action of concentrated sulphuric acid on phenoxyfumaric acid) in vacuo. It crystallizes in colourless needles, and its solution in concentrated sulphuric acid is yellow with a blue fluorescence. The naturally occurring compounds, chrysin, galanzin, quercetin, apigenine, &c., are considered to be derivatives of flavone (or flavonol), which is a phenyl-2-benzo-7-pyrone (S. Kostanecki, Ber., 1898—1906).. Flavone and flavonol possess the following constitutions, the positions of the substituents being indicated by the numbers:
3/\/ O C— j=am 4~ /\/ 0
2 LH 6' 5
\/\Co/a. i /\COj 'OH
1 Flavone. Flavonol.
Flavone, C15H10O2, is obtained by the action of potassium hydroxide on the acetyl derivative of benzylidene-ortho-oxyacetophenone. It forms colourless needles, which dissolve in concentrated sulphuric acid with a yellow colour and show a faint blue fluorescence. On fusion with caustic alkalis it yields salicylic acid, acetophenone, ortho-oxyacetophenone and benzoic acid, the latter two products being also formed by its hydrolysis. with sodium ethylate. Chrysin or I.3-dioxyflavone, C15H1004, is a yellow dye, which may be obtained from the buds of different varieties of the poplar. On hydrolysis it yields phloroglucin and benzoic and acetic acids. It has been synthesized by heating trimethoxy benzoyl acetophenone (from ethyl benzoate and phloracetophenone trimethyl ether) with hydriodic acid, and also by the action of hydriodic acid on 2.4-dibrom-1.3-dimethoxyflavonone. Galanzin or a'I.3-trioxyflavone or I.3-dioxyflavonol, C16H1005, crystallizes in yellow needles. It has been synthesized from hydroxydimethoxy-chalkone, C6H5•CH:CH•CO[I]•C6H2(OH)(OCH3)2[2.4.6•], the resulting 1.3-dimethoxy-flavanone compound yielding a nitroso-compound from which galanzin is obtained by the action of concentrated hydriodic acid. Apigenine or r3.4'-trioxyflavone, C15H10O5, found in woad and in parsley, crystallizes in pale yellow needles. On fusion at moderate temperatures with caustic alkalis it gives phloroglucin and para-oxyacetophenone, whilst at higher temperatures it yields protocatechuic and para-oxybenzoic acids and phloroglucin. It is obtained synthetically by brominating I.3.4'-trimethoxyflavonone, the resulting tribromo-compound by the consecutive reactions of alcoholic potash and hydriodic acid yielding apigenine. Kaempferol or I.3.4'-trioxyflavonol, C15H10O5, is found in the blossoms ofpDelphinium consolida and D. zazil. It is obtained by the action of hydriodic acid on kaempherid, and crystallizes in yellowish needles, which on fusion with caustic alkalis give para-oxybenzoic acid and phloroglucin. It is obtained synthetically from hydro~xcyy-trimethoxychalkone,CH30•C6H4[I]•CH CH•CO•[i]C6H2(OH)(OCHa)2[2.4.6]by a method similar to that used for galanzin. Kaempferid occurs together with galanzin and alpinin in galganta root. It crystallizes in pale yellow needles, which dissolve in the caustic alkalis with an intense yellow colour, and in concentrated sulphuric acid with a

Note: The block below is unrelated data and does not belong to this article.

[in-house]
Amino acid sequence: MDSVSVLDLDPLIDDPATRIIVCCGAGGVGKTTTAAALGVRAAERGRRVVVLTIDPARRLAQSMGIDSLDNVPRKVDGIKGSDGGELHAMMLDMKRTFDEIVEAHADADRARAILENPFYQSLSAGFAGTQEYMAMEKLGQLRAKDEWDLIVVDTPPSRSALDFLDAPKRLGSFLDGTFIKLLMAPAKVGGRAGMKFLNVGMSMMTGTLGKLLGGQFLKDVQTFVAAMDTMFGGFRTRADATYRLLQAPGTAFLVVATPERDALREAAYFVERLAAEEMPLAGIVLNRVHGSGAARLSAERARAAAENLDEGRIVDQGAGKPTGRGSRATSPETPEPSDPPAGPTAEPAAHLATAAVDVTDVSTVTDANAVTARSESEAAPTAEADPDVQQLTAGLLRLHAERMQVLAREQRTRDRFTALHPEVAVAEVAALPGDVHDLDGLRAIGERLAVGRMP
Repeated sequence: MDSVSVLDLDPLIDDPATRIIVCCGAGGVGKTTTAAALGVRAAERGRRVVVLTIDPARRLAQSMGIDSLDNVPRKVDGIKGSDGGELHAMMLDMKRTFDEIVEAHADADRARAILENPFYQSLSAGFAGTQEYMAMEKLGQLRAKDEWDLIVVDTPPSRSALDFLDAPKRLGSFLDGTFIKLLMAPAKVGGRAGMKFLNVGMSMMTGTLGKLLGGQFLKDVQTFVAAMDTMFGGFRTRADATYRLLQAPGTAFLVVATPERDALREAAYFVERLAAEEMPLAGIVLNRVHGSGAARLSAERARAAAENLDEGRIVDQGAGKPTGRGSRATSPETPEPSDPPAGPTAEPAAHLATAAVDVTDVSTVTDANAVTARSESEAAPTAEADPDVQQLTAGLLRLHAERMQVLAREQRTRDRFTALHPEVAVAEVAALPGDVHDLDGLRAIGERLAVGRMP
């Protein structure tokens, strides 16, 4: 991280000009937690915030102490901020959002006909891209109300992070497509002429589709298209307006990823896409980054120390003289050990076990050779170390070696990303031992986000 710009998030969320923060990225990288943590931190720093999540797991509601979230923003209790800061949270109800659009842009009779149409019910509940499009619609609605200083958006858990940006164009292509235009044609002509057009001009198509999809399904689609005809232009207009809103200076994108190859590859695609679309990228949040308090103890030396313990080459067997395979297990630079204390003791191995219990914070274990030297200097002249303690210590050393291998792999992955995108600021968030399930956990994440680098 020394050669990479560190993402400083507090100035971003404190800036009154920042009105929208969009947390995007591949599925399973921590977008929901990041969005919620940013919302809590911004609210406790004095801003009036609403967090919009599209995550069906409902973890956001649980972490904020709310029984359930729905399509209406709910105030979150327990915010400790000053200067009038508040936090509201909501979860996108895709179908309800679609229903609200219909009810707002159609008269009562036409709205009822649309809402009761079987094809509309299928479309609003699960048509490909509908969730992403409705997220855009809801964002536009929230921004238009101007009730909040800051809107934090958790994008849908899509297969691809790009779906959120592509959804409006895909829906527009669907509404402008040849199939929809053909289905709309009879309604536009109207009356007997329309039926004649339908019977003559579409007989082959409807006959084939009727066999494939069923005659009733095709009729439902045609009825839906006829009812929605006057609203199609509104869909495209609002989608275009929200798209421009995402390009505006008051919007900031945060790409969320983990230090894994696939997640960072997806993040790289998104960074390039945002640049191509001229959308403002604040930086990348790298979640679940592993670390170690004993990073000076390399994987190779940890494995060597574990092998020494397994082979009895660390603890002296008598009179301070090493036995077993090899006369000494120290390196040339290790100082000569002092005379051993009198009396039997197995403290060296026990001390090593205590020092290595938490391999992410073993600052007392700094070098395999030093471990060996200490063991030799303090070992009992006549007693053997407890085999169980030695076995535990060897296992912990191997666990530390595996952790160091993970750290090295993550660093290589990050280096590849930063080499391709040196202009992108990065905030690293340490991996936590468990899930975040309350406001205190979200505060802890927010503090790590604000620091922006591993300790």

H3C• '—0— •CH3